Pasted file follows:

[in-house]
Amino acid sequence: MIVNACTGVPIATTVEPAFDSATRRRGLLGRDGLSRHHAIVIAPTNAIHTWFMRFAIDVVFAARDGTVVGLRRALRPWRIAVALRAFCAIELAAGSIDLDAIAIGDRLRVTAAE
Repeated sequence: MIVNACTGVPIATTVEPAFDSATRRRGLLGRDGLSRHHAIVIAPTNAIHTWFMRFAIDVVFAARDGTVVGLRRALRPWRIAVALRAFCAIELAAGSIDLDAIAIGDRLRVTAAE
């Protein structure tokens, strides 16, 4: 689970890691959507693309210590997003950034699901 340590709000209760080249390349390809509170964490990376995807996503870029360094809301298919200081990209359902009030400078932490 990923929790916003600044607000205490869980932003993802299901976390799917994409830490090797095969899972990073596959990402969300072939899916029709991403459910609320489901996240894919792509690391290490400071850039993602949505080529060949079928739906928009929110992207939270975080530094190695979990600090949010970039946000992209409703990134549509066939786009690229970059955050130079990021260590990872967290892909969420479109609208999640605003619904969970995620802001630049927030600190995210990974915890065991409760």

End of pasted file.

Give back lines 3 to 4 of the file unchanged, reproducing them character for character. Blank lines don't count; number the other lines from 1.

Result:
Repeated sequence: MIVNACTGVPIATTVEPAFDSATRRRGLLGRDGLSRHHAIVIAPTNAIHTWFMRFAIDVVFAARDGTVVGLRRALRPWRIAVALRAFCAIELAAGSIDLDAIAIGDRLRVTAAE
């Protein structure tokens, strides 16, 4: 689970890691959507693309210590997003950034699901 340590709000209760080249390349390809509170964490990376995807996503870029360094809301298919200081990209359902009030400078932490 990923929790916003600044607000205490869980932003993802299901976390799917994409830490090797095969899972990073596959990402969300072939899916029709991403459910609320489901996240894919792509690391290490400071850039993602949505080529060949079928739906928009929110992207939270975080530094190695979990600090949010970039946000992209409703990134549509066939786009690229970059955050130079990021260590990872967290892909969420479109609208999640605003619904969970995620802001630049927030600190995210990974915890065991409760």